About Clubfoot

Clubfoot (or talipes equinovarus) is a birth defect that causes one or both feet to turn inward and upward. The exact causes are unknown, but genetic factors may play a role. Clubfoot results from abnormal development of the muscles, tendons, and bones of the fetus. Shortened tendons and ligaments on the inside of the lower leg lead to the foot turning inward. A tight Achilles tendon contributes to the rigidity of the foot. It occurs in both feet about 50% of the time.

9.75 million people alive today were born with clubfoot. As many as 8 million never received treatment.

Like all birth defects, the actual global prevalence of clubfoot is not known due to data gap. However, it is one of the most common birth defects and occurs in at least 1 out of 700 births globally. Hence, an estimated 200,000 newborns worldwide are born with clubfoot every year.* Prevalence is higher in babies of a parent with clubfoot and it occurs more often in boys than in girls.

In countries with advanced health systems, the condition is usually diagnosed via ultrasound and treated shortly after birth using the Ponseti Method. Babies born with clubfoot in these countries typically go on to live healthy, active lives. Unfortunately, 85% of newborns with clubfoot in low- or middle-income countries have limited access to treatment and face an increased risk of lifelong pain, stigma, and exclusion.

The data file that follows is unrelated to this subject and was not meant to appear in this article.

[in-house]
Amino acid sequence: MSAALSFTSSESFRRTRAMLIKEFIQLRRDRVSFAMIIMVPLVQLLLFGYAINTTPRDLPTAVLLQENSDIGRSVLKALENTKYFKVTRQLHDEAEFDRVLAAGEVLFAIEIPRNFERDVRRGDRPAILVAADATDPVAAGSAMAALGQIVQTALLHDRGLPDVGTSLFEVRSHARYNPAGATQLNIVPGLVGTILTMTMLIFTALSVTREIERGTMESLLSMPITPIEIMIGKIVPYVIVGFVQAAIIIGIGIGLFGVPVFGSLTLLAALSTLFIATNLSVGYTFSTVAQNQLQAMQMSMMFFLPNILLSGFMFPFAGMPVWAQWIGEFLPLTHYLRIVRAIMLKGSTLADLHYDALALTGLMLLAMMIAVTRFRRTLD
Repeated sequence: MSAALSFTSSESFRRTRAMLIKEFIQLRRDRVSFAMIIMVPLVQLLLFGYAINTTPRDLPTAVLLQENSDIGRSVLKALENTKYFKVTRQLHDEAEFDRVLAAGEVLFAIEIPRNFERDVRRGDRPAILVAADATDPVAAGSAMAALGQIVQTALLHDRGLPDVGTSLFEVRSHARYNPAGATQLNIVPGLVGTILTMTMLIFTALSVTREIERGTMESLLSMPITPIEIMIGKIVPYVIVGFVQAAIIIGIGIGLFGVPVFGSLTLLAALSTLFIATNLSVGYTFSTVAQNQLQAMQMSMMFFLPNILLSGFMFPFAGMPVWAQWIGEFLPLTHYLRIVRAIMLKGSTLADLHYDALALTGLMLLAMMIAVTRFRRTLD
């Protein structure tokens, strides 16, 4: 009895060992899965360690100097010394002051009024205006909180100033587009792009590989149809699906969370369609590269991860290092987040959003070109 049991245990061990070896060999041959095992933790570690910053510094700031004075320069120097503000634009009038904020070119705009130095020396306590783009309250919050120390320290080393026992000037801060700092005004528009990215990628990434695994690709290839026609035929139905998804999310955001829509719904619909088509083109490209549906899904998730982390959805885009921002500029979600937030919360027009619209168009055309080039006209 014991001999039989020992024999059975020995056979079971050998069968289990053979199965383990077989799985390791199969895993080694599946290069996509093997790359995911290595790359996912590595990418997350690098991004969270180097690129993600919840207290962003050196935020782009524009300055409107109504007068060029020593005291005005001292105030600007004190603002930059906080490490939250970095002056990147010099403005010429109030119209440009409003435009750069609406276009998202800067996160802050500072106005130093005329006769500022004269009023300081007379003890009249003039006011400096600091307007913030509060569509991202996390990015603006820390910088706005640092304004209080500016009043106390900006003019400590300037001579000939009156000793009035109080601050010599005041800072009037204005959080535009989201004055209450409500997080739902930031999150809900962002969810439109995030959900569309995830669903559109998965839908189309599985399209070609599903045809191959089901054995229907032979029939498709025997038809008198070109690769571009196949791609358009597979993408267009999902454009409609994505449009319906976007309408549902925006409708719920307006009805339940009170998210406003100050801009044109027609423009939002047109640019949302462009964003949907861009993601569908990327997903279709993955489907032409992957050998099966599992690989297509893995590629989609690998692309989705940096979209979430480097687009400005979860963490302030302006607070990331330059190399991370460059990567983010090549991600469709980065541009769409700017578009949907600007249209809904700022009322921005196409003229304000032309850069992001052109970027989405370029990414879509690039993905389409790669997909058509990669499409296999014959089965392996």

MiracleFeet is on a mission to eliminate this leading cause of disability worldwide.

MiracleFeet, with local healthcare providers and governments, is bringing the low-cost, nonsurgical standard of care to low-income countries. Founded in 2010, MiracleFeet has supported treatment for over 70,000 children in 31 countries, through a growing network of now over 330 clinical sites in existing health facilities worldwide.

We are the largest global organization solely dedicated to ending the disability caused by this common congenital condition for every child affected by it, forever.

* Birth prevalence of clubfoot ranges from 1.11/ 1000 live births in Africa to 2.03/1000 live births in Europe (Smythe et al, 2017). Given that there is a recognized overall data gap in estimation of birth defects, we expect the global clubfoot birth prevalence to be about 1.42 per 1000 births. Hence every year, approximately 200,000 babies or 1 in 700 births are affected by clubfoot, worldwide.

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